Note: My views are in Italic and Hina’s are in regular.
Our mental health is more important now than it has ever been! The detrimental effects of COVID-19 and lockdown are very well known. My good friend Hina told me about World Mental Health Day and suggested a blog post to highlight issues we have faced, and we have seen in our respective workplaces.
When I sat down to think about what I could talk about I was overwhelmed with the number of examples I could think of both from my personal and professional life. I have decided to explore my experiences of pregnant individuals from the South Asian community that I have come across.
For all of those who know me, you will know that I am a chatterbox. I can talk for days and I love making conversation with people – I could talk about anything. It is probably why I enjoy my job so much; it is great to get to know people and I have learnt so much about the struggles people face in their lives. It humbles me if anything. From reflecting on the conversations, I have had with South Asian pregnant women who are suffering from mental health related issues I have picked out a few quotes/phrases I have heard.
The Unspoken Words
I hear this a lot “you know what it is like with us guys.” This is often a reference to the South Asian community and some of the cultural attitudes and traditions that have historically been a barrier to open conversations about one’s mental health. Women have mentioned how they are told they are “overdramatic” and that there is nothing wrong with them. Those of the Muslim faith are often told they just need to pray more, and they will be fine. Others may have heard that their mental health illness is down to supernatural causes such as jinn or black magic. These women do not feel as though they are heard by those closest to them.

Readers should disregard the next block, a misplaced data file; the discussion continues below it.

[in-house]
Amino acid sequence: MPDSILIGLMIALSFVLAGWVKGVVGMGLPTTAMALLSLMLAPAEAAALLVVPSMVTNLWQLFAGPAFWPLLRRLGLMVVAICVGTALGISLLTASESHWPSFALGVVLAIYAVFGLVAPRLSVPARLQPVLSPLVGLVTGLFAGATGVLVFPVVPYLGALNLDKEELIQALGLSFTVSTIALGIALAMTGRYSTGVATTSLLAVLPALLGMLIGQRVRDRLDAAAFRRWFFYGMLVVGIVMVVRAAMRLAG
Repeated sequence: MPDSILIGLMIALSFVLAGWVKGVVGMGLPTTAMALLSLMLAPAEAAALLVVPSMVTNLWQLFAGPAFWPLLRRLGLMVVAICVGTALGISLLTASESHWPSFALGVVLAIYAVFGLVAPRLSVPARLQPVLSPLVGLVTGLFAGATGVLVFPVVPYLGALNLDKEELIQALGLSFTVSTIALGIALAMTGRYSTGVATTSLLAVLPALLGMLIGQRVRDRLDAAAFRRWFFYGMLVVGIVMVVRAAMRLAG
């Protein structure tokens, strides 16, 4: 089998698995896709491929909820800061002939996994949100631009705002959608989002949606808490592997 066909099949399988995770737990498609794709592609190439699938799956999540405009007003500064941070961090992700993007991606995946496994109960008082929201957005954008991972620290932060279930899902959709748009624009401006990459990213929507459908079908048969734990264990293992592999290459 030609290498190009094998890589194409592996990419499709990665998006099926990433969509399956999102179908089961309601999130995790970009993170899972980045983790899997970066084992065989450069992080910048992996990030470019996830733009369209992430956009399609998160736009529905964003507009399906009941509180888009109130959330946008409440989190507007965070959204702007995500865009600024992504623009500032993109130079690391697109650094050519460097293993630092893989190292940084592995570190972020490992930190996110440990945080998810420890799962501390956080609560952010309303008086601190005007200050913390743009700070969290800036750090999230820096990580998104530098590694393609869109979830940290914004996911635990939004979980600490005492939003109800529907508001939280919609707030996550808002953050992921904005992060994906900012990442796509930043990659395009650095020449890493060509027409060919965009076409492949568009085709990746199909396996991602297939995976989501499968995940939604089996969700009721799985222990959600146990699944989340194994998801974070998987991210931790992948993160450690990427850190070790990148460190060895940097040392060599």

“Sundas, what can I do?” – upon hearing this I felt completely helpless. The words of a woman who herself felt helpless. She is struggling with her mental health. There are many expectations of a South Asian woman – she sacrifices a lot and will not always speak up about how she is feeling. I often find that these women are likely to disclose more to me compared to a non-South Asian midwife as they can relate because of the culture and sometimes faith that we share. The unspoken words that are so easily communicated and understood. I can understand what life is like for the average South Asian family and the expectations of each family member. This can be hard to explain to someone who is not from the same culture. For a community that is big on strong family relations, I would say feelings are rarely spoken about. Many children growing up in a South Asian household could probably count on one hand how many times they’ve heard “I love you” and this is not because they are not loved but it is because there is an awkwardness around saying it out loud.
Read the Room
I am not a mental health professional and I will always recommend these women seek professional help if they have not already. As a midwife I can refer these women myself (with consent). I offer the most appropriate support at the time. You must read the room and decipher what will help the woman at that point in time. Sometimes that is talking about faith and sometimes that is suggesting mechanisms to help such as writing out thoughts/feelings, podcasts, or art therapy.
This is a plea to all my South Asian followers, let it be known to close family and friends that you are there if they ever need someone to talk to without judgement. Encourage these open conversations about mental health with our parents. Encourage those who are suffering with mental health illness to seek professional help. There is no shame in it.